Both coins are considered artifacts, so the finders were compensated and the coins are now on display in the lodge museum.

Oh, I almost forgot. How much gold was my take after five days hard (really hard) labor? 3.5 pennyweight. My impression is it was real and it was fun, but it wasn't real fun! Wore me out!

I should note another numismatic connection: Bret Harte for a time served as Secretary of the United States Branch Mint at San Francisco. Twain often visited Harte in his Mint office. -Editor

For more information on the Roaring Camp Mining Company, see:

To read Harte's story, see:
Bret Harte The Luck of Roaring Camp (

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Here's another entry from Dick Johnson's Encyclopedia of Coin and Medal Terminology. -Editor

Exposition Medal, Expo Medal. A medallic item bestowed either as a prize for a display or activity at an exposition or fair, or one issued for attendance or purely to commemorate the occurrence of the event. Exposition prize medals are highly cherished by their recipients; they have been awarded to individuals, business firms, organizations, government departments and even to foreign governments. Exposition medals of all kinds are popular and desired as well by collectors, perhaps for the large number that have been issued for expositions at many levels – local, state, regional, national, international. The term became shortened in mid 20th century; now "expo" is universally understood.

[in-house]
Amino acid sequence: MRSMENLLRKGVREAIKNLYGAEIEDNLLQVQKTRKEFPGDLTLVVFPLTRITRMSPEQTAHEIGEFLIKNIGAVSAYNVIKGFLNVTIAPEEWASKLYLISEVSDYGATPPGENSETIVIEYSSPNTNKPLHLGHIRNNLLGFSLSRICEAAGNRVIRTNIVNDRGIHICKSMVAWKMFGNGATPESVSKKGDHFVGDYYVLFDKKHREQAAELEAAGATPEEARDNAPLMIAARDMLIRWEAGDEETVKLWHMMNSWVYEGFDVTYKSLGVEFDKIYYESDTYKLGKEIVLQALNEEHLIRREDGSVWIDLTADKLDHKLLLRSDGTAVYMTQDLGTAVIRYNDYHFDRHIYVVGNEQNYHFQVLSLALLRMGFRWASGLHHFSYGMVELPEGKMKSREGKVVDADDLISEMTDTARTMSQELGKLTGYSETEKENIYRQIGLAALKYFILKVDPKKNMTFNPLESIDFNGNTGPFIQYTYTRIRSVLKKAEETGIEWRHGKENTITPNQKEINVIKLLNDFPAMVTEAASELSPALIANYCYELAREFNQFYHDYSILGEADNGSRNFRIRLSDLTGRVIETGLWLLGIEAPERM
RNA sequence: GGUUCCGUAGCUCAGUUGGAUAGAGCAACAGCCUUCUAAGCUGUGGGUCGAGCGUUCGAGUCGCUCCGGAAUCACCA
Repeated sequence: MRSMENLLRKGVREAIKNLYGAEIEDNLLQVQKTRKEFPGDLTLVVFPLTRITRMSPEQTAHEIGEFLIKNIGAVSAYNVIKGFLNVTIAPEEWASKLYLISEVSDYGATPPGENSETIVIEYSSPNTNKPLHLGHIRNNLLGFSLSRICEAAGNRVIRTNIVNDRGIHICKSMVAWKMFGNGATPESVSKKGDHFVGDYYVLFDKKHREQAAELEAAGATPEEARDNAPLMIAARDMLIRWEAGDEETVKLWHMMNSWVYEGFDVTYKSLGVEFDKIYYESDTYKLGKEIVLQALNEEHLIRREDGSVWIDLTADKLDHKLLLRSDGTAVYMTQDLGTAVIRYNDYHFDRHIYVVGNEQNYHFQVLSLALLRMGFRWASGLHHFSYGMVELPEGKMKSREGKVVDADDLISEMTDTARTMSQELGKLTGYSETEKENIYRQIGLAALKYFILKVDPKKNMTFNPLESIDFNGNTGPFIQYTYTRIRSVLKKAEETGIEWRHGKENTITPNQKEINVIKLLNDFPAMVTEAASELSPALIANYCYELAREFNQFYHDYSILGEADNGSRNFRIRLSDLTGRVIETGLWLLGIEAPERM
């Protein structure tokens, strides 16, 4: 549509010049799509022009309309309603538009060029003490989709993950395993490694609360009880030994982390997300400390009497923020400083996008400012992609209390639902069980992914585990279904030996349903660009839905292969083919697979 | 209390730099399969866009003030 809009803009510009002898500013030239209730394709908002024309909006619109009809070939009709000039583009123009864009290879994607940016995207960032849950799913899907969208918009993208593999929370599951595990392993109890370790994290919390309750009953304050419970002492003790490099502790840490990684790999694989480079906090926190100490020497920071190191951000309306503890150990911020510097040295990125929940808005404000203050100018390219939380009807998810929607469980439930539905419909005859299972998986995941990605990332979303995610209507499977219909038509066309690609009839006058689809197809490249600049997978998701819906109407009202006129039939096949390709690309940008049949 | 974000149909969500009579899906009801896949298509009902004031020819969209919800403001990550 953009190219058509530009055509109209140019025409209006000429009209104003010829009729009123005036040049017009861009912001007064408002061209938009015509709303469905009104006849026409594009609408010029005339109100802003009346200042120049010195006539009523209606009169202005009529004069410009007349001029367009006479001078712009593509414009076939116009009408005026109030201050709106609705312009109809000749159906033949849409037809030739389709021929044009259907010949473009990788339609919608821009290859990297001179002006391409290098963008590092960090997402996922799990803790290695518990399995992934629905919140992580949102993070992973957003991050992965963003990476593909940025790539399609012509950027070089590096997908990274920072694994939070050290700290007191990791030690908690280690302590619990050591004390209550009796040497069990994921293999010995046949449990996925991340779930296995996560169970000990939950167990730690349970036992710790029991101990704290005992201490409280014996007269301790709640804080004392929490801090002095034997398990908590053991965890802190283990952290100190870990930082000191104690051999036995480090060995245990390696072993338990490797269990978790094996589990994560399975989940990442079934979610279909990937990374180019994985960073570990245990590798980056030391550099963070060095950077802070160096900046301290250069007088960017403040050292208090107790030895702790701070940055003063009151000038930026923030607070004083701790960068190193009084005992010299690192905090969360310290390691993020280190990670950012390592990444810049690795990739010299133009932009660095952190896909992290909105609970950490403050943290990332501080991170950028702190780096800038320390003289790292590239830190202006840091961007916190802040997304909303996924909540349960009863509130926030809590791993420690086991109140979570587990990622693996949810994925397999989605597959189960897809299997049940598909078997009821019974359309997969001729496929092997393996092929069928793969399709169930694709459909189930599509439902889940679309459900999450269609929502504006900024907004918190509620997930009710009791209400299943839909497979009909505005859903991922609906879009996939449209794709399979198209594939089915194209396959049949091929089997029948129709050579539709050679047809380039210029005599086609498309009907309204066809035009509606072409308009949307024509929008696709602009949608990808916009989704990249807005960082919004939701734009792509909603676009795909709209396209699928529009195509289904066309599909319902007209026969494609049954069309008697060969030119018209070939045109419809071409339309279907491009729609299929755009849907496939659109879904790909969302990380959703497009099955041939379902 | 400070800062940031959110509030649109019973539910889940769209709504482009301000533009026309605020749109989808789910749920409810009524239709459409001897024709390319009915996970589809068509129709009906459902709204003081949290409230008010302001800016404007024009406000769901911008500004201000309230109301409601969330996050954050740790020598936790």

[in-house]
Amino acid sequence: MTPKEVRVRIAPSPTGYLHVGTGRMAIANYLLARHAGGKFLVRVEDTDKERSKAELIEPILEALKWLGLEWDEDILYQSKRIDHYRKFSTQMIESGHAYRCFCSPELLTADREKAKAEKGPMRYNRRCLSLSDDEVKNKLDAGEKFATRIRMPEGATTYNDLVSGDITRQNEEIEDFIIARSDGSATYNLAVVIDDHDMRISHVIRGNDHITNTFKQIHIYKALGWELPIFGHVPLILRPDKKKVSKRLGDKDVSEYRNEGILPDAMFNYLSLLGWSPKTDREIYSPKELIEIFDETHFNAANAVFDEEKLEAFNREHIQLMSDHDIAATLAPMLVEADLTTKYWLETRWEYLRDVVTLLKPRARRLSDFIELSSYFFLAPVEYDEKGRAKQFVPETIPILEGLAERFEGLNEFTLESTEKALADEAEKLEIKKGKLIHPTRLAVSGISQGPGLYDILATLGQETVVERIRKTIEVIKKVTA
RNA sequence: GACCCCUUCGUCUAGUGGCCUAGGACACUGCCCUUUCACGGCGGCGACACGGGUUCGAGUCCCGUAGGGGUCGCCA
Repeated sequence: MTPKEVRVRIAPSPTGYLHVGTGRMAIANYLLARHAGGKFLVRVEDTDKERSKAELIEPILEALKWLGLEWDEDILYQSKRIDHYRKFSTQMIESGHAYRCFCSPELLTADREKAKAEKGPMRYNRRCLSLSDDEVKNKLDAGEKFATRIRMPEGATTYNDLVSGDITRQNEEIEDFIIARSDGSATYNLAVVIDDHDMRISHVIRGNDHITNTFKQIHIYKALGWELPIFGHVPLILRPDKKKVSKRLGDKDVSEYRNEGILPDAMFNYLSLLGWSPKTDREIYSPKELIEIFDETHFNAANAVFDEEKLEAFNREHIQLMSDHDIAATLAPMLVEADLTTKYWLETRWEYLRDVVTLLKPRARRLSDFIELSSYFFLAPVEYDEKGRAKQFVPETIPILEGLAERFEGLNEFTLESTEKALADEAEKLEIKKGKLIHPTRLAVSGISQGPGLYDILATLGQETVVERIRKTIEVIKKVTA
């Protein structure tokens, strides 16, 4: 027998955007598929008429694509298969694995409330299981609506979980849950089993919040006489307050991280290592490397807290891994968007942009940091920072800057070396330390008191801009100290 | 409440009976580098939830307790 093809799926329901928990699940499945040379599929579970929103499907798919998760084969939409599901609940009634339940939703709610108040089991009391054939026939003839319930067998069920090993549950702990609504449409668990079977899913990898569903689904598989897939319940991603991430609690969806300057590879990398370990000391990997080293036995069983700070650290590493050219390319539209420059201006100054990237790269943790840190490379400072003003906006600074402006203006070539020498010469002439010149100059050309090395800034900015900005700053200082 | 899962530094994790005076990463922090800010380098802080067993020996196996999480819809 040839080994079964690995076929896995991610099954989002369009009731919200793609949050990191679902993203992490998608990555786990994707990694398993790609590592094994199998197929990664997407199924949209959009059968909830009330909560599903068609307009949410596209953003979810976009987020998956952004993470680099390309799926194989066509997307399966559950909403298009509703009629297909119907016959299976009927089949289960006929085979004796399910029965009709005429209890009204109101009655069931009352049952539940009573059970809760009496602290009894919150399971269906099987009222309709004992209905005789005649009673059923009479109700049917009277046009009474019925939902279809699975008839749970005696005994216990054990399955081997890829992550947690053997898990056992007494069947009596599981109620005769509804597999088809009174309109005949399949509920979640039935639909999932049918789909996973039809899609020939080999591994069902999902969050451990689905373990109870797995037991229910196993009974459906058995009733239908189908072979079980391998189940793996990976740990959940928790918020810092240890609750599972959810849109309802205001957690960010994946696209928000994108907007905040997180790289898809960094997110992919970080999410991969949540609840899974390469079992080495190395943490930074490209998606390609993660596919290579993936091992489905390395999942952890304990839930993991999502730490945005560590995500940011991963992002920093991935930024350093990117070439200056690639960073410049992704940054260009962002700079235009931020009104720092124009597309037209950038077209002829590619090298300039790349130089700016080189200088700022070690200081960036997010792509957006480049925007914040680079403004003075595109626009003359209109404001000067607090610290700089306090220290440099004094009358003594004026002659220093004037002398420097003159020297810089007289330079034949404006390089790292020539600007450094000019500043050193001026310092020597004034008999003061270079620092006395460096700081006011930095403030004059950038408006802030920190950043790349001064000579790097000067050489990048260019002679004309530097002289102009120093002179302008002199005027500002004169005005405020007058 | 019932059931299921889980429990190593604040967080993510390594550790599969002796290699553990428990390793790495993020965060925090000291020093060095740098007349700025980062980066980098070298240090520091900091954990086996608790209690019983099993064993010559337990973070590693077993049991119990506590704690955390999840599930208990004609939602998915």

The first such expositions grew out of the local fairs in Germany, where local wares were exhibited accompanied by activities occurred with a holiday flare. It wasn't long before merchants found they could sell their wares at these local fairs. From this has grown the fair at increasing larger geographical areas, until 1851 when the first such international exposition was held in London.

Two years later, in America, New York City tried to emulate the 1851 London exposition, even building a similar building to house the exposition's activities, a mammoth glass edifice called the Crystal Palace. Almost immediately in America smaller expos were held with a central theme of agriculture or mechanical arts.

Expo award medals. Medals were first issued only to the prize winners, for the best agricultural product, or the best mechanical product. Recipients of these award medals attempted to publicize their winning expo medals, by including illustrations of the medal in their advertising, on their stationary and, often, on their products themselves. For nearly eighty years the Campbell Soup Company illustrated the medal they won in 1900 at the Paris International Exposition. This medal became the company trademark, this gold symbol was placed on every one of their red and white soup cans. (The medal, however, was removed from labels in 199x).

A few firms had medallic copies made of their winning medal. In effect they created a new and separate class of numismatic items, advertising replicas, giving these out as liberally as they could afford.

The expositions themselves realized they could publicize their own event with medals. One of the most popular was the bird's eye, or aerial view medal. This could give the viewer an overall concept of the total fairgrounds within one view, in a pocket item the viewer could carry with him. From this other souvenir medals evolved to promote the fair. Expo buildings shown on these souvenir medals were popular.

Columbian Exposition. America's first major expo of note was the Columbian Exposition, the Chicago World's Fair of 1892-93. This one expo spawned tremendous activity in the coin and medal field and the innovations created for this event alone are legion.